“U.S. Investor Optimism Rises Again, Hits 17-Year High” – Gallup
Political storms and Trump policy shifts leave GOP establishment in chaos
Hurricanes, political confusion in Washington and geopolitical themes all continue to drive yields lower as the 10-year posts a post-presidential election closing yield low of 2.061% on Friday
Yield compression is fueling rate timeline uncertainty and likely pushing additional moves by the Fed to tighten further out on the calendar.
Global growth, highly synchronized, provides soft floor for US markets over continued likely near term weakness
Global economic outlook is constructive and will balance weakness
The resignation of Fed Vice Chair Stanley Fischer last week caught investors by surprise and did provide at least a degree of context for what ended up being a rather muted week. The reason for Fischer’s resignation was simply framed as “personal.” That did not prevent a number of talking heads from speculating on the political implications of the resignation, given that he was an Obama appointee and that it came well in advance of his term ending. Other news out of Washington D.C. last week that provided for some interesting headlines included a stop-gap spending bill that pushed the risk of a government shut down until year-end.
Economic data continues to underscore the increasing likelihood of a strong second half for 2017. The ISM Non-Manufacturing Index for August was encouraging. The top line reading was 55.3 versus the prior month’s reading of 53.9. New Orders (57.1), Inventories (53.5) and Business Activity all spoke very directly to continuing strength in the report, which is a must-read for investors. The PMI Services Index for August was a solid 56.0 versus July’s 54.7. Additionally, the report also provided encouraging data with a focus on inflation, strength of new orders, business confidence and employment. Productivity and Costs for Q2 non-farm Q/Q – SAAR was a solid 1.5%. Consensus was calling for 1.3%, and the prior reading was 0.9%.
What investors are focusing on now
Now that Q2 earnings season has wound down, markets are increasingly more susceptible to forces that tend to be less directly connected to corporate results and guidance. Last week we saw more saber-rattling between North Korea and the United States, and now, with hurricane season upon us, we are witnessing the brutality of Mother Nature in Texas and Florida. Both of these themes have driven a degree of uncertainty into the market. Certainly, the North Korea narrative has ramifications far more significant — globally — but both have acted to fuel risk aversion and doubt as per the timeline for the Federal Reserve’s next move on rates. I think it is very safe to say that the Fed stands pat on rates until at least December. Of greater importance for investors is the upcoming anticipated Fed balance sheet unwinding. In the case of Mother Nature, if recent history is any indication, these events actually have a way of significantly boosting economic activity in the areas effected.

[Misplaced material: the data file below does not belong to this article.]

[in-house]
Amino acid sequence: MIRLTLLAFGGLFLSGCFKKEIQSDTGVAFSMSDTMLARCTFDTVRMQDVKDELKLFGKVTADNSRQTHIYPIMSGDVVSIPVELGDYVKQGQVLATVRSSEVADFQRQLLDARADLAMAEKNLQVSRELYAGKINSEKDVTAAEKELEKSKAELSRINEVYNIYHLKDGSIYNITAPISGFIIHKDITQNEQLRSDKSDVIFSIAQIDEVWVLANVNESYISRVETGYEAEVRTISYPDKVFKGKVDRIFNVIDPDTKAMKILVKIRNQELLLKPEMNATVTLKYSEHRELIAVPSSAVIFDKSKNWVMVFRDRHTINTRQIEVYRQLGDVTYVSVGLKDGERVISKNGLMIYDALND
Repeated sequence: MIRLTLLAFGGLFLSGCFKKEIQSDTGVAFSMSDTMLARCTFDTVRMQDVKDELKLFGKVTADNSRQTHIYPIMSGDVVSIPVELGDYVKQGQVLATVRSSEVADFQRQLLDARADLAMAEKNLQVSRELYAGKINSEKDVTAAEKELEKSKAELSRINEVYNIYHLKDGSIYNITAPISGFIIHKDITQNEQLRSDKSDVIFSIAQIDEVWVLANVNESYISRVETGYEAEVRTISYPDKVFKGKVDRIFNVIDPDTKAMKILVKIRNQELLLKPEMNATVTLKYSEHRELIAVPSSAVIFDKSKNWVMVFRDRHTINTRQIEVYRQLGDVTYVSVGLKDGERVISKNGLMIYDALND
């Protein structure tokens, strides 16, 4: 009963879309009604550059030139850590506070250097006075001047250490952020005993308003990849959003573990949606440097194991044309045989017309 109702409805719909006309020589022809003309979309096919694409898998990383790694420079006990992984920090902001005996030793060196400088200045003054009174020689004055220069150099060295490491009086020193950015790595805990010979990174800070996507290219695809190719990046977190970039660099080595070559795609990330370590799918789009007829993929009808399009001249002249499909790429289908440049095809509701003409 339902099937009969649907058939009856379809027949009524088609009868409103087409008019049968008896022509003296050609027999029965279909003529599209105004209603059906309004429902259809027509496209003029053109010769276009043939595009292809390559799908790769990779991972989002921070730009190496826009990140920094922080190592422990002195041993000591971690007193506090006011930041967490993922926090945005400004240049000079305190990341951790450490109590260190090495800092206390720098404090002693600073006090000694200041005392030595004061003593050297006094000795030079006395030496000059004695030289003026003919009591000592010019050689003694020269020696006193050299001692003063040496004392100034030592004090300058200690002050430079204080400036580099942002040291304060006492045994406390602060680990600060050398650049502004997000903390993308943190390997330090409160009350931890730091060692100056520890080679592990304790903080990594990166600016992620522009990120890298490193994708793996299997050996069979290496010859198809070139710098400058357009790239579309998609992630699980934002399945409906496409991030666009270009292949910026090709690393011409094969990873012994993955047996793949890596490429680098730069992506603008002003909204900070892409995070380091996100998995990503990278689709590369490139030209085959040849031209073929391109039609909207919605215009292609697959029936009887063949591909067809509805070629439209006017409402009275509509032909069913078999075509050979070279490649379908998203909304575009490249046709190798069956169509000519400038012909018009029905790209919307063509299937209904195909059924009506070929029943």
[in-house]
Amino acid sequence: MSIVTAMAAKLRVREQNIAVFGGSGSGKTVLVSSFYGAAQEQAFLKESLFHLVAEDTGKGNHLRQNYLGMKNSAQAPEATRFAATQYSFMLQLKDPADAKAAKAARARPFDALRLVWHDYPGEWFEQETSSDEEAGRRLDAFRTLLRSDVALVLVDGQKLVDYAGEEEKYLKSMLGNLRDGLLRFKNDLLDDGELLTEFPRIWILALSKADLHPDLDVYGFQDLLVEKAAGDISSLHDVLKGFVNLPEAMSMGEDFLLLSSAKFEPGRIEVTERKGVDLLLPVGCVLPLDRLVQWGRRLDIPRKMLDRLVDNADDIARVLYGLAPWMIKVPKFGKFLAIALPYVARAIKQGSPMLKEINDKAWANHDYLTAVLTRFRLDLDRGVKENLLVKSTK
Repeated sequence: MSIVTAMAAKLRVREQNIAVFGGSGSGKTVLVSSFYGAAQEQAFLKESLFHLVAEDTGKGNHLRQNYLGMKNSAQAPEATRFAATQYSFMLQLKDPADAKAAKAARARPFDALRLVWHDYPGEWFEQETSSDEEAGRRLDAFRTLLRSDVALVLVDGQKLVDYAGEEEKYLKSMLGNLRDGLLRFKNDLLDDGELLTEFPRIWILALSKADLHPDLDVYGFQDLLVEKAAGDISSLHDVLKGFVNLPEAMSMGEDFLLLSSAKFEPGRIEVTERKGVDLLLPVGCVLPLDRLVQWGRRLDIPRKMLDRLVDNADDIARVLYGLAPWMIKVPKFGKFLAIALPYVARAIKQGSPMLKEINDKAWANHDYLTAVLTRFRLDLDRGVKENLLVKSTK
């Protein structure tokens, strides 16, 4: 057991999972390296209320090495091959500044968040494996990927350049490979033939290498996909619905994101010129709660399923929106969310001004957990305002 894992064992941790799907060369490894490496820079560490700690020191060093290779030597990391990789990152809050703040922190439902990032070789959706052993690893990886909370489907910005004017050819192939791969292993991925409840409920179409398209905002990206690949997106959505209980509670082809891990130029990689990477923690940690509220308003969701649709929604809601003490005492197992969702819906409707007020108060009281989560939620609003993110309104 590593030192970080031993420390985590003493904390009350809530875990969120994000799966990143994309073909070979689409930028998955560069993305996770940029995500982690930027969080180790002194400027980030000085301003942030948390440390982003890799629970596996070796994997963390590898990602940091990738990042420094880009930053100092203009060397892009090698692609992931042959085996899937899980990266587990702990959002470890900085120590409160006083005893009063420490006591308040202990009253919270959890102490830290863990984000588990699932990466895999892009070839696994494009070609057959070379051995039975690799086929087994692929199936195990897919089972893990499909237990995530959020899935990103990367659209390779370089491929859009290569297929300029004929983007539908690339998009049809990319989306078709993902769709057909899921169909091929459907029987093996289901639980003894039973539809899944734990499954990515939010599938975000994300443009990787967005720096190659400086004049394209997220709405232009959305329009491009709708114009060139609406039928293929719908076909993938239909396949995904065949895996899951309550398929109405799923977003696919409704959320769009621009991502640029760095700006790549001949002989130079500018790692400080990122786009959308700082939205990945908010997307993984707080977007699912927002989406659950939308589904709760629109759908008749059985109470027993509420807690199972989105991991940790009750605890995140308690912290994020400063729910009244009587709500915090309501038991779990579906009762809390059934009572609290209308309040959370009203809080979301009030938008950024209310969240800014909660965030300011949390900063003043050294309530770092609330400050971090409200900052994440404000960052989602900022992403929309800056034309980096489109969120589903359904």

However, as I have articulated and in recent notes, I do expect possible near-term weakness in US equity markets. Still, the global economy may well act to offer some support for US markets as we head further into the closing months of 2017. For the first time since the financial crisis, the global economy is constructively synchronized. As I have previously pointed out, there are several factors contributing to the constructive longer-term outlook: the stabilization of global energy prices (in the form of petroleum), global GDP revisions higher by the International Monetary Fund, improving economic growth and confidence in Europe, and re-acceleration of growth in China and Japan.
Commentary by Sam Stovall, Chief Investment Strategist at CFRA
We remain encouraged that stocks have successfully steered around domestic and geopolitical potholes that would otherwise have swallowed up less confident markets. Investors continue to be encouraged by an improvement in global economic growth projections and don’t seem to fear — at least for now — the prospect of balance sheet unwinding by the FOMC and the curtailment of QE by the ECB. In addition, we believe this bull market will not be blown off course by the aftermath of Hurricane Harvey or the impending uncertainty surrounding Irma. Indeed, the trauma from these tropical storms will likely boost domestic economic activity and maintain pressure on local unemployment rates. The resulting fiscal aid, however, which should support share prices in the near term by circumventing a government shutdown over a debt-ceiling showdown, is expected to increase the already hefty US debt load.
Economic Calendar (all times Eastern):
6:00 a.m. NFIB Small Business Optimism Index
8:55 a.m. Redbook
10:00 AM JOLTS
7:00 a.m. MBA Mortgage Applications
8:30 a.m. PPI-FD
10:30 a.m. EIA Petroleum Status Report
8:30 a.m. Consumer Price Index
8:30 a.m. Weekly Jobless Claims
9:45 a.m. Bloomberg Consumer Comfort Index
8:30 a.m. Retail Sales
8:30 a.m. Empire State Mfg. Survey
9:15 a.m. Industrial Production
10:00 a.m. Business Inventories
10:00 a.m. Consumer Sentiment
1:00 p.m. Baker-Hughes Rig Count